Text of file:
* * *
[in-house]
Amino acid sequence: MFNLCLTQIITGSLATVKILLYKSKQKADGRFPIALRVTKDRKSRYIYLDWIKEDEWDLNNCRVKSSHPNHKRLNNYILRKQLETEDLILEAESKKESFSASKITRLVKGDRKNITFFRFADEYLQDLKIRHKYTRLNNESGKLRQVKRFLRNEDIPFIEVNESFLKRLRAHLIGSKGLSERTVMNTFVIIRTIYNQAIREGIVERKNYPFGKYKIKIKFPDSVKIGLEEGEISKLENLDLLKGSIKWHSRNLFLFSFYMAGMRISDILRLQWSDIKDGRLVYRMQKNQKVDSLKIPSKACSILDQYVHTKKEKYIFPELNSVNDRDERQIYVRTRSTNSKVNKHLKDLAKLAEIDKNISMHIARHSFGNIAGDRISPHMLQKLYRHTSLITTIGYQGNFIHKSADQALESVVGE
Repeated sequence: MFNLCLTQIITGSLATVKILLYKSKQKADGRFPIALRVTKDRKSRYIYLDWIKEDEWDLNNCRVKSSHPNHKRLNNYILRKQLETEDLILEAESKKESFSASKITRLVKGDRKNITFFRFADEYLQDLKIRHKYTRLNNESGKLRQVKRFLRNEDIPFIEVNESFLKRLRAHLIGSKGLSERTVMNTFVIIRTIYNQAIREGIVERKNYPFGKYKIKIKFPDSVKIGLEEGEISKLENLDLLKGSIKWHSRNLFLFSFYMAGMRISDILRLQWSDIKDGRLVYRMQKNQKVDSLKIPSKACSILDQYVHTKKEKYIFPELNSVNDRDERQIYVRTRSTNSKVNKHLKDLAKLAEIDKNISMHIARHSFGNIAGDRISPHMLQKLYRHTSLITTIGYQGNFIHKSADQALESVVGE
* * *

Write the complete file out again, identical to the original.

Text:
[in-house]
Amino acid sequence: MFNLCLTQIITGSLATVKILLYKSKQKADGRFPIALRVTKDRKSRYIYLDWIKEDEWDLNNCRVKSSHPNHKRLNNYILRKQLETEDLILEAESKKESFSASKITRLVKGDRKNITFFRFADEYLQDLKIRHKYTRLNNESGKLRQVKRFLRNEDIPFIEVNESFLKRLRAHLIGSKGLSERTVMNTFVIIRTIYNQAIREGIVERKNYPFGKYKIKIKFPDSVKIGLEEGEISKLENLDLLKGSIKWHSRNLFLFSFYMAGMRISDILRLQWSDIKDGRLVYRMQKNQKVDSLKIPSKACSILDQYVHTKKEKYIFPELNSVNDRDERQIYVRTRSTNSKVNKHLKDLAKLAEIDKNISMHIARHSFGNIAGDRISPHMLQKLYRHTSLITTIGYQGNFIHKSADQALESVVGE
Repeated sequence: MFNLCLTQIITGSLATVKILLYKSKQKADGRFPIALRVTKDRKSRYIYLDWIKEDEWDLNNCRVKSSHPNHKRLNNYILRKQLETEDLILEAESKKESFSASKITRLVKGDRKNITFFRFADEYLQDLKIRHKYTRLNNESGKLRQVKRFLRNEDIPFIEVNESFLKRLRAHLIGSKGLSERTVMNTFVIIRTIYNQAIREGIVERKNYPFGKYKIKIKFPDSVKIGLEEGEISKLENLDLLKGSIKWHSRNLFLFSFYMAGMRISDILRLQWSDIKDGRLVYRMQKNQKVDSLKIPSKACSILDQYVHTKKEKYIFPELNSVNDRDERQIYVRTRSTNSKVNKHLKDLAKLAEIDKNISMHIARHSFGNIAGDRISPHMLQKLYRHTSLITTIGYQGNFIHKSADQALESVVGE